# Finding maximum subarry sum

Looking for feedback on a question I solved in C++. It is a leetcode problem and I used divide and conquer to solve the problem.

### 53. Maximum Subarray

Given an integer array nums, find the contiguous subarray (containing at least one number) which has the largest sum and return its sum.

Example:

Input: [-2,1,-3,4,-1,2,1,-5,4],
Output: 6
Explanation: [4,-1,2,1] has the largest sum = 6.


If you have figured out the $$\\mathcal{O}(n)\$$ solution, try coding another solution using the divide and conquer approach, which is more subtle.

I am looking for feedback in terms of logic and also the implementation. If I search for a C++ solution online, I only see problem solved using arrays and I have used vector to solve to the problem while utilizing iterators.

Any feedback would be great.

Thanks!


int FindMaximumSubarray(const vector<int> &vec) {
if (vec.size() == 1) {
return vec.at(0);
}
int midIndex = vec.size() / 2;
vector<int> leftArray(vec.begin(), vec.begin() + midIndex);
vector<int> rightArray(vec.begin() + midIndex, vec.end());
int maximumSumLeftSubarray = FindMaximumSubarray(leftArray);
int maximumSumRightSubarray = FindMaximumSubarray(rightArray);
int maximumSumCrossingSubarray = FindMaximumSubarrayCrossing(vec);
return FindMaximumNumber(maximumSumLeftSubarray,
maximumSumRightSubarray,
maximumSumCrossingSubarray);
}

int FindMaximumSubarrayCrossing(const vector<int> &vec) {
int midIndex = vec.size() / 2, leftSum = INT_MIN, rightSum = INT_MIN, sum = 0;
for (auto itr = vec.rbegin() + midIndex; itr != vec.rend(); ++itr) {
sum += *itr;
if (sum > leftSum) leftSum = sum;
}
sum = 0;
for (auto itr = vec.begin() + midIndex + 1; itr != vec.end(); ++itr) {
sum += *itr;
if (sum > rightSum) rightSum = sum;
}
if (leftSum == INT_MIN || rightSum == INT_MIN) {
return (leftSum == INT_MIN) ? rightSum : leftSum;
}
return (leftSum + rightSum);
}

int FindMaximumNumber(const int &a, const int &b, const int &c) {
if (a >= b && a >= c) return a;
if (b >= a && b >= c) return b;
if (c >= a && c >= b) return c;
}
$$$$

• It would be nice to see a more complete description of the problem as well as a link to the actual problem description.
– user33306
Jan 9, 2020 at 0:46
• For future reviews, remember that it helps reviewers to have a self-contained review, rather than having to infer the missing #include <vector> and using std::vector; that you've not shown. An example main() is always helpful, too. Jan 9, 2020 at 9:34

You're creating a bunch of unnecessary vector copies. Try passing iterators into FindMaximumSubarray instead of a vector.

You can find the max of an initializer list of numbers using std::max.

You don't need to pass ints as const refs.

Are you sure this is more performant than a linear solution? What is your reasoning? Can we see your linear version?

Your code looks like it might have potential overflow errors. Maybe that's not important.

• I understand that I am creating several unnecessary vector copies but if I pass iterators how can I calculate the midIndex? Or is there a workaround for that? I have added std::max with an initializer. Why should I not pass ints as const refs? I am practising divide and conquer methodology hence I did not implement a linear solution but the above solution. Jan 9, 2020 at 15:16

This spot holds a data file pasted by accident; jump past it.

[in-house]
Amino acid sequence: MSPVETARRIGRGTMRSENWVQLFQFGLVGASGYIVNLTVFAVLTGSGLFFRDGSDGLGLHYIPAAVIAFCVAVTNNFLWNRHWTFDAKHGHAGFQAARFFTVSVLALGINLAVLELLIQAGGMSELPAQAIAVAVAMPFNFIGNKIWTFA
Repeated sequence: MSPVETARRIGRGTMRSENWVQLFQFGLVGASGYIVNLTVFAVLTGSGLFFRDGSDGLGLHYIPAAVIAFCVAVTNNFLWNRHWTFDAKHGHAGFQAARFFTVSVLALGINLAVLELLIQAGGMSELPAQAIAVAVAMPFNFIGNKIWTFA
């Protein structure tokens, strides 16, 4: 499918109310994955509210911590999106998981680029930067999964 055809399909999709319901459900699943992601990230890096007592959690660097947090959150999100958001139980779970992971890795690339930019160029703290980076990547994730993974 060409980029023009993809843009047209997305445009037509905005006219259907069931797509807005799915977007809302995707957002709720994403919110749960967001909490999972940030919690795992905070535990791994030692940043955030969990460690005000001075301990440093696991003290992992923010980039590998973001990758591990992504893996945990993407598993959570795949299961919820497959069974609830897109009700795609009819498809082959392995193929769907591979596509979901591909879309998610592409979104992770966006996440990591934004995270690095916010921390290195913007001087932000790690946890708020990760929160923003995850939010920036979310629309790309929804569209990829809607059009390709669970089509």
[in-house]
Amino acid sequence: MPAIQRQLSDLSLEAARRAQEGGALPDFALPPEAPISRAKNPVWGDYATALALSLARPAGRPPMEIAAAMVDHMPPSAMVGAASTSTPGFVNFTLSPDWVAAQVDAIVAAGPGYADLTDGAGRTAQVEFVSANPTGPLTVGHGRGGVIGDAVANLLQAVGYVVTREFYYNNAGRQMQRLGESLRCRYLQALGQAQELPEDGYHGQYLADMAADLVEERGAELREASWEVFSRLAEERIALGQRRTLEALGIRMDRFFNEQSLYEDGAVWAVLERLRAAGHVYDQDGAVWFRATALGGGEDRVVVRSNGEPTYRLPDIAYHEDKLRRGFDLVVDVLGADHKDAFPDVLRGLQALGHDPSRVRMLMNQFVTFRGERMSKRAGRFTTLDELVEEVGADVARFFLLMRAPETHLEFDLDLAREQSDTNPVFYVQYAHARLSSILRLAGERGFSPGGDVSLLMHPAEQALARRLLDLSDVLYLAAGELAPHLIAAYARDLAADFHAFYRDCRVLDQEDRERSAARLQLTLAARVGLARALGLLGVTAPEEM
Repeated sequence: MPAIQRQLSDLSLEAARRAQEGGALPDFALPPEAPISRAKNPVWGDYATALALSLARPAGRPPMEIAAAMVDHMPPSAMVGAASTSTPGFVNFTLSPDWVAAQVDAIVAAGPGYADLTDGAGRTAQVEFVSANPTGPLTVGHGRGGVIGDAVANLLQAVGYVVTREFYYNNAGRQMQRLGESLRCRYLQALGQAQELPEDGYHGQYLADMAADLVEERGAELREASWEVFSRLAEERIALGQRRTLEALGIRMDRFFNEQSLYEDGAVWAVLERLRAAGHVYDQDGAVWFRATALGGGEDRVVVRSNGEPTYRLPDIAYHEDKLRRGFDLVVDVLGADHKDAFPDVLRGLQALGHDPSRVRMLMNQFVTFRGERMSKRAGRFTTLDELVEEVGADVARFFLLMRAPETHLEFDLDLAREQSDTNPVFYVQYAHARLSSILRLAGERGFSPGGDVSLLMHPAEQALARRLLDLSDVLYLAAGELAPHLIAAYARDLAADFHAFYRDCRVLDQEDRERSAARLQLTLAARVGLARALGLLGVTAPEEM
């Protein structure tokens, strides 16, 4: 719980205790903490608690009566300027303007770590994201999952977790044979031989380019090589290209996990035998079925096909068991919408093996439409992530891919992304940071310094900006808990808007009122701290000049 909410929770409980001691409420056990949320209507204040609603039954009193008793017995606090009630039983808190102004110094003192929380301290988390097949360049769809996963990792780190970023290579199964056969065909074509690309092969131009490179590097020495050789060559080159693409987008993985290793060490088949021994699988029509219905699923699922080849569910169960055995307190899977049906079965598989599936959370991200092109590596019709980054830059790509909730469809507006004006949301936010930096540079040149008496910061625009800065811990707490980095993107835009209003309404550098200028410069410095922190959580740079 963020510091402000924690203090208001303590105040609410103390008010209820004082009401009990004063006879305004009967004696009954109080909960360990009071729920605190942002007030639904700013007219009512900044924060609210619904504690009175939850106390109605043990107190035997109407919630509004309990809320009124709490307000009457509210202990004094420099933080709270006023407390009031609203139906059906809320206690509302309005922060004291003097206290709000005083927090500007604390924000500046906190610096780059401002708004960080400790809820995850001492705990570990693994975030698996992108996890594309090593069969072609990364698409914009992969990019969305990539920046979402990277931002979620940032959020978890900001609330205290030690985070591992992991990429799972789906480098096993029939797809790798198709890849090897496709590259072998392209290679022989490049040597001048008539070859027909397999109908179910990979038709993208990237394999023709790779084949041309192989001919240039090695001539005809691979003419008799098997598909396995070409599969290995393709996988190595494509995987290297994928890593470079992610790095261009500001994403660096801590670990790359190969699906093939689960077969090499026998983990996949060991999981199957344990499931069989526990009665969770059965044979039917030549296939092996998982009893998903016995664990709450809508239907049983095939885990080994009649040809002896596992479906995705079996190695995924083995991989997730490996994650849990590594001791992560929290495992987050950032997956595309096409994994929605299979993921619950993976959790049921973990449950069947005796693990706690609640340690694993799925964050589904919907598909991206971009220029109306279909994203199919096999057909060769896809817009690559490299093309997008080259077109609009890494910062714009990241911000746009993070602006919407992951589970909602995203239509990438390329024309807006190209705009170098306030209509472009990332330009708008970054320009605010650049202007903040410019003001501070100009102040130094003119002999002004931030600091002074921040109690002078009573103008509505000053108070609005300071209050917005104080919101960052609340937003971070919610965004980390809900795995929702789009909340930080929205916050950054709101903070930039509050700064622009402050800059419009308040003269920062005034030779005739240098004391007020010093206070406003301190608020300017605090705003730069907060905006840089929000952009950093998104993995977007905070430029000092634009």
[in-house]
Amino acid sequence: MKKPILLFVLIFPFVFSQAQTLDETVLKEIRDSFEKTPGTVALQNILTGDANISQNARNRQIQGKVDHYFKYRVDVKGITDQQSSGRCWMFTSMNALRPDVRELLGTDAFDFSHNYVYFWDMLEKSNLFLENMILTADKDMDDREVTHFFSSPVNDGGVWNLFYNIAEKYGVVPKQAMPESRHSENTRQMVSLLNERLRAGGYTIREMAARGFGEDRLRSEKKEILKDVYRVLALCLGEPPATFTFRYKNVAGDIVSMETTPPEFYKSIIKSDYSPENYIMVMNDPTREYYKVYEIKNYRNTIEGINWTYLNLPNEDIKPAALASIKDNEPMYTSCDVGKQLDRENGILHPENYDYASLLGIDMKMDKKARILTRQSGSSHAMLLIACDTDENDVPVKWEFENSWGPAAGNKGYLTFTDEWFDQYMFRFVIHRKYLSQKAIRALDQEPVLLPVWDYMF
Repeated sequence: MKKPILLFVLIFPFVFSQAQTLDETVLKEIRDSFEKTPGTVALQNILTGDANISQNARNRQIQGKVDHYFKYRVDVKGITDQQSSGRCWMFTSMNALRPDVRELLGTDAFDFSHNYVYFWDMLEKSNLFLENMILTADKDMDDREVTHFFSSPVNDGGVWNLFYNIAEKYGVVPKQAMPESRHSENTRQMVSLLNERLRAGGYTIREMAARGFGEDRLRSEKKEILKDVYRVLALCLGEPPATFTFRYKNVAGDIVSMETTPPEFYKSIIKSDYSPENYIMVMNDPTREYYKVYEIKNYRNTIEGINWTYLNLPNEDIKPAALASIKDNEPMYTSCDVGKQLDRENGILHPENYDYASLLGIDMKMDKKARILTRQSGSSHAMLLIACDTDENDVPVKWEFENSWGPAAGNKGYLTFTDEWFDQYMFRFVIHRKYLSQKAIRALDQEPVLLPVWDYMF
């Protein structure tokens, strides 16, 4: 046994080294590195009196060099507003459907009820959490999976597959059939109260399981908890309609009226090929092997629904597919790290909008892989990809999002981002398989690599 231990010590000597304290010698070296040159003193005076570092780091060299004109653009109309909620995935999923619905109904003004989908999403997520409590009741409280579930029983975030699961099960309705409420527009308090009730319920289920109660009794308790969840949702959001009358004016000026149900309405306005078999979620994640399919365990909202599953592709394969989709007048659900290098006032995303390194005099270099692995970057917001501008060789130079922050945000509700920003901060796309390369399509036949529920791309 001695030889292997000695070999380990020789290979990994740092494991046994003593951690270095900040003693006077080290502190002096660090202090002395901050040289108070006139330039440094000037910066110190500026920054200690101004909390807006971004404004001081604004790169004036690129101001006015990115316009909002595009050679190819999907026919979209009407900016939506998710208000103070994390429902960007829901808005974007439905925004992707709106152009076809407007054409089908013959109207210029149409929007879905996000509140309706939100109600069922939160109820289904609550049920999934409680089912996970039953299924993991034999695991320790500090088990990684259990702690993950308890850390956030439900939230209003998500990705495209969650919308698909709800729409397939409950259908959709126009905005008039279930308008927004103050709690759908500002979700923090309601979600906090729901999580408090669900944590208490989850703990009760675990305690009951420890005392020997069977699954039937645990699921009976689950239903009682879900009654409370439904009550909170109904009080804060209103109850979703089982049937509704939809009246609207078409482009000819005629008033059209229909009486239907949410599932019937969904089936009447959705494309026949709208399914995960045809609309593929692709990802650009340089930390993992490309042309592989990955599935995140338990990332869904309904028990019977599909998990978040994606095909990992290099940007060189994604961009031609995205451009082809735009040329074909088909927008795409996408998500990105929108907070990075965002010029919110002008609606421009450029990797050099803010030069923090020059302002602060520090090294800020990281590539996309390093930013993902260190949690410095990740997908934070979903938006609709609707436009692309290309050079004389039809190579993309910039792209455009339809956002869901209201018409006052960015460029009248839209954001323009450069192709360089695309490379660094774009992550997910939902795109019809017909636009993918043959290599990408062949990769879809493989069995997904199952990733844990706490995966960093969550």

• You can use std::distance or just the - operator since they're vector iterators to get a integral distance between iterators. Ints generally shouldn't be const ref parameters because there's no advantage to it. A reference type is possibly bigger than an int, and it may confuse the compiler.
– butt
Jan 9, 2020 at 19:13

# Consider the edge cases

The first thing I tried to do was:

#include <iostream>
int main()
{
std::cout << FindMaximumSubarray({});
}


This resulted in a stack overflow, since we check for a unitary vector but not for an empty one.

Consider using a larger type for the accumulator, as the sum is liable to overflow if the inputs are large. Ideally, you'd want to use a type that can represent SIZE_MAX times the range of int.

# Make good use of <algorithm>

Instead of FindMaximumNumber(), we can simply use std::max():

  return std::max({FindMaximumSubarray({vec.begin(), vec.begin() + midIndex}),
FindMaximumSubarray({vec.begin() + midIndex, vec.end()}),
FindMaximumSubarrayCrossing(vec)});


We can use std::find_if() to find the first and last positive values, immediately trimming off parts of the input which will never contribute.

# Other observations

Internal functions ought to have internal (static) linkage.

Use the correct type for midIndex - it should be a std::size_t. Simply using auto would avoid that mistake.

FindMaximumSubarrayCrossing contains two code blocks that are almost identical - it may be worth refactoring to reduce duplication.

When we test sum > leftSum, that's exactly equivalent (in the absence of overflow) to *itr > 0. That observation may help in identifying a more efficient algorithm.

Using INT_MIN as a marker is risky, given that that's a valid input value.

We could just use std::find_if() to locate zero-crossings and std::accumulate() to total each positive and each negative run. Then see which runs combine usefully.

• Thanks for the advice. I have fixed moved from my custom function to std::max(). It also makes sense to change midIndex from int to size_t. I did not understand your point about sum > leftSum. What would you recommend using if not INT_MIN? Jan 9, 2020 at 14:57
• The observation that we only update leftSum when we're looking at a positive value is just an observation (not a criticism). It may help in understanding what we're looking for. You might be able to use LONG_MIN as a marker if long is big enough for any sum, but I think it could be clearer to maintain a separate boolean flag. Or use a std::optional` - that's the kind of thing it's for, after all. Jan 9, 2020 at 15:13